Nano Labs (Lec7 cell nanoparticle)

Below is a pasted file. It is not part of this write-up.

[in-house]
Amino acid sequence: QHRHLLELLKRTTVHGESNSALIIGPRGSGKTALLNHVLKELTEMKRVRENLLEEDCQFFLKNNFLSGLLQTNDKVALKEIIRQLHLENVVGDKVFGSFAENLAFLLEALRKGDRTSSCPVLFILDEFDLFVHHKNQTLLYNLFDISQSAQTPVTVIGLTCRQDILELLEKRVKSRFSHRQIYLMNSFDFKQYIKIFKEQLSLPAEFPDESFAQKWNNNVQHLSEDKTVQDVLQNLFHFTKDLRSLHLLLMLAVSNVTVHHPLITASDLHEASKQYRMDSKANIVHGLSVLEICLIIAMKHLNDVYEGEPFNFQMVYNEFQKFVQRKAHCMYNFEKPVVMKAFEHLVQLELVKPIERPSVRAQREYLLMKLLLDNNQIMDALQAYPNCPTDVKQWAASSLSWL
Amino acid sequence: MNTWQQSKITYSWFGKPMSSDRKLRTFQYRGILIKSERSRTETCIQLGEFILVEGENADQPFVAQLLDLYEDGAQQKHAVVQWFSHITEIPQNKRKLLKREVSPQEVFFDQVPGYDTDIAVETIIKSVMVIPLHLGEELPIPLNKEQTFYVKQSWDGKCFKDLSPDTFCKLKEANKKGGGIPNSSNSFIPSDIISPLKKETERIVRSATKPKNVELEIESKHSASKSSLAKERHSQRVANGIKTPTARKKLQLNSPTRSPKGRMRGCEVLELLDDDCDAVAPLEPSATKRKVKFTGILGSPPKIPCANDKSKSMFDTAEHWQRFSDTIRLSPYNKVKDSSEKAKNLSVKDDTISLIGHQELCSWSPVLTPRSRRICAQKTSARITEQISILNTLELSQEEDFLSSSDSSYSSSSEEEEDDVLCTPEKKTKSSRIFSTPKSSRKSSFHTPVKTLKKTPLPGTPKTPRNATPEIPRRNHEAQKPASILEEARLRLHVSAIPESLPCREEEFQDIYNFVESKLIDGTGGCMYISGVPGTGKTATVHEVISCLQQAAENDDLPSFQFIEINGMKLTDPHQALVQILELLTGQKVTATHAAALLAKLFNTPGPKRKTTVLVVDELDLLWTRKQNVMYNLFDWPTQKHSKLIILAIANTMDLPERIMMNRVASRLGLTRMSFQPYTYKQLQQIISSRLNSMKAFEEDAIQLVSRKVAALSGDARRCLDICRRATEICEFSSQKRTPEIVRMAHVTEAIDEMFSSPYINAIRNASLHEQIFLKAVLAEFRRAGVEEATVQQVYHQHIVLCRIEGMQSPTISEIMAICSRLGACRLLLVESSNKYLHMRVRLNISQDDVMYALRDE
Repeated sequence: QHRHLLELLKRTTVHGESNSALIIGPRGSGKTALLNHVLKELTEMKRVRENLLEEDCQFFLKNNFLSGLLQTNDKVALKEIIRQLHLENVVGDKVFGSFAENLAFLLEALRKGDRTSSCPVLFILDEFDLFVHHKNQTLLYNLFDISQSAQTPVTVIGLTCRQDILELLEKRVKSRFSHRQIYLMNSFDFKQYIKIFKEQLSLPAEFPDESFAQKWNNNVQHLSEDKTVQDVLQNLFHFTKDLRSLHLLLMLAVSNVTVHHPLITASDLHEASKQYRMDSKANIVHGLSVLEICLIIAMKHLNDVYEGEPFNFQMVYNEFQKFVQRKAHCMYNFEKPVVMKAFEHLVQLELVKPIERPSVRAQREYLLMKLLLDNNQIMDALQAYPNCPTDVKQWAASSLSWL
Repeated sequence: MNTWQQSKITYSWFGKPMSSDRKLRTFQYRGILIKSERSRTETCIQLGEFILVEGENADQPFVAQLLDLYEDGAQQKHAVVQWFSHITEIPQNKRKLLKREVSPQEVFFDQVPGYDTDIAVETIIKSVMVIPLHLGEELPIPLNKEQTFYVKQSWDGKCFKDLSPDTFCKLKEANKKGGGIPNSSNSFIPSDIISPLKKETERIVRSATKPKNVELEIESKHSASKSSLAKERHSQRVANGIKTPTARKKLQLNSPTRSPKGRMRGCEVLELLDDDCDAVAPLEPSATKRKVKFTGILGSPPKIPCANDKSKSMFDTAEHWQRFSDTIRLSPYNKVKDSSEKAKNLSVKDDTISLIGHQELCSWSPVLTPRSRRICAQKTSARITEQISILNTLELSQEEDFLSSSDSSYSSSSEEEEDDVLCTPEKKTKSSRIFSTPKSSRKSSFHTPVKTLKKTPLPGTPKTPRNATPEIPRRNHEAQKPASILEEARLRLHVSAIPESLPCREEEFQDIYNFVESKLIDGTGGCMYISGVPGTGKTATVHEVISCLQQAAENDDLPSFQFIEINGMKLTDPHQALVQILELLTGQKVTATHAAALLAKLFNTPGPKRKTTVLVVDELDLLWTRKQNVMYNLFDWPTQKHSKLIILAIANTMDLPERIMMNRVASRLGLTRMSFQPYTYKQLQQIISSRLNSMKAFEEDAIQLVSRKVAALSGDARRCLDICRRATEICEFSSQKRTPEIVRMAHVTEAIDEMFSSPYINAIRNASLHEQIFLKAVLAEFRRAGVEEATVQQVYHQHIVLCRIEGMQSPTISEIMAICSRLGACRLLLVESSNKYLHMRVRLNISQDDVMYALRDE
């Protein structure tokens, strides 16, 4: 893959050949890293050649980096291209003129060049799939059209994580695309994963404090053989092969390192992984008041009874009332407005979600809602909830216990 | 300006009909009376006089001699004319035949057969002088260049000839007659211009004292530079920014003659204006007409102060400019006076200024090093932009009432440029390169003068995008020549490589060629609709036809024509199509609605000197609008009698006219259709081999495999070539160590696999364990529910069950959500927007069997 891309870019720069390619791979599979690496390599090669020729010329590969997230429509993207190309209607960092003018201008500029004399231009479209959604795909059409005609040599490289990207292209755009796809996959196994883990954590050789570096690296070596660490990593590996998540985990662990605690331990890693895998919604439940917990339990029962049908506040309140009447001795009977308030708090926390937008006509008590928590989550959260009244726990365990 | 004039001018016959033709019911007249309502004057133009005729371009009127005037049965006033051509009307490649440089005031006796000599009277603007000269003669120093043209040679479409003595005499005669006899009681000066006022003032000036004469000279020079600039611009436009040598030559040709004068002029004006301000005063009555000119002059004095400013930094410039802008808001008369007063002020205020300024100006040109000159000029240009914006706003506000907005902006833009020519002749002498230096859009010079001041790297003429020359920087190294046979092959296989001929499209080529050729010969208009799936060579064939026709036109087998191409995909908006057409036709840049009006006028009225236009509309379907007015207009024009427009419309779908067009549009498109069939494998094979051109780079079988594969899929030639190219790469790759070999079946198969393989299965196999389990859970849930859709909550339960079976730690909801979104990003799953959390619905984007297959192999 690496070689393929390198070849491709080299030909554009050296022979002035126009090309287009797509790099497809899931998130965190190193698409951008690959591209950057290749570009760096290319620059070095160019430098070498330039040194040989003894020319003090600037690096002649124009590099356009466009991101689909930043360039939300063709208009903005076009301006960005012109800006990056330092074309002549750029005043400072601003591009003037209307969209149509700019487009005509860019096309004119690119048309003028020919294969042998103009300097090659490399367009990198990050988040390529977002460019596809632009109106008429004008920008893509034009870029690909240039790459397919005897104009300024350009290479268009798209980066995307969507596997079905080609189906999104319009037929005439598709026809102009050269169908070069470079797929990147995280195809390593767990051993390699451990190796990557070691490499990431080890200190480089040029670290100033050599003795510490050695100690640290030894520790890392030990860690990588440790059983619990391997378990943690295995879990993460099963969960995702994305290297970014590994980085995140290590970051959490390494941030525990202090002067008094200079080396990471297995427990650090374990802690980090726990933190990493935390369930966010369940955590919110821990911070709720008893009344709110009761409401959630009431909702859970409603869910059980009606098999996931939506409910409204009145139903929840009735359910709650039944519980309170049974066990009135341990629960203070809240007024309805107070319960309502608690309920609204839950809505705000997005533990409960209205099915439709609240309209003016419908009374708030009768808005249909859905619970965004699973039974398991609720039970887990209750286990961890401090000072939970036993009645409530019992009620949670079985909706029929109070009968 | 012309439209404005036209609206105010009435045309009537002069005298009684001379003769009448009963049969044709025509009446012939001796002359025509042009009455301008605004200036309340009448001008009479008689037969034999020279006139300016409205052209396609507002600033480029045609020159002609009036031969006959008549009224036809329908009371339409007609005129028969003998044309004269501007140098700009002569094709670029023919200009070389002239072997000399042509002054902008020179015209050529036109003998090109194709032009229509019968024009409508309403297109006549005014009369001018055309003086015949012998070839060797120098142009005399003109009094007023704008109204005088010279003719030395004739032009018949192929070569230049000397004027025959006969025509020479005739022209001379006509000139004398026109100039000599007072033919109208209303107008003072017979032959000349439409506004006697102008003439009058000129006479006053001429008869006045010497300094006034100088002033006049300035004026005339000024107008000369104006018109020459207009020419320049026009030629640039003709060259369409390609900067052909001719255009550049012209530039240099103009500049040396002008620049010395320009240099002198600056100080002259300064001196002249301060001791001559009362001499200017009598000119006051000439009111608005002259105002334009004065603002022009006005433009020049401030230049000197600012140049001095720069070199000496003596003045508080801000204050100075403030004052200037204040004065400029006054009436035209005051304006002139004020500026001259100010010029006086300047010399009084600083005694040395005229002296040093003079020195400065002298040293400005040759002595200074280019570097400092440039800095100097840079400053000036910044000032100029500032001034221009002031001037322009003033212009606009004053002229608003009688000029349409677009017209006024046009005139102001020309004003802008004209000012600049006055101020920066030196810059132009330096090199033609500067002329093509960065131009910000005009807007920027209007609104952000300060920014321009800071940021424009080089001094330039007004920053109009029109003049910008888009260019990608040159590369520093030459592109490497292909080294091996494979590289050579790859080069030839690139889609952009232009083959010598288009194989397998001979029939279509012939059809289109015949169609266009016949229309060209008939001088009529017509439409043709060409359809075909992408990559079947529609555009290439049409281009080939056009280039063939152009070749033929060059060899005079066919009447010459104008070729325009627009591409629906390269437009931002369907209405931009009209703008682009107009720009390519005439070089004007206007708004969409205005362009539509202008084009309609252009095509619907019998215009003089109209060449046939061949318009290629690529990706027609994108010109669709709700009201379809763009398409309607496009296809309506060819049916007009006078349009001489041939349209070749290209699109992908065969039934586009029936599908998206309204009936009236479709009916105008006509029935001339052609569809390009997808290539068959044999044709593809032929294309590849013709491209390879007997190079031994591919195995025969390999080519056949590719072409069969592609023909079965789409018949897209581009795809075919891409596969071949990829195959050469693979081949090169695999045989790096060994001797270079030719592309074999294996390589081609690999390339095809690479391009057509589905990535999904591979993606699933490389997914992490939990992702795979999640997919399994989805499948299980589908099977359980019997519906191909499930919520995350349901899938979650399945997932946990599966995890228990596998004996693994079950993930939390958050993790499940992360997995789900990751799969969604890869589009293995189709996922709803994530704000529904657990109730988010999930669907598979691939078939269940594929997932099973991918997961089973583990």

Nano Labs (Lec7 cell nanoparticle) - Interactions Between...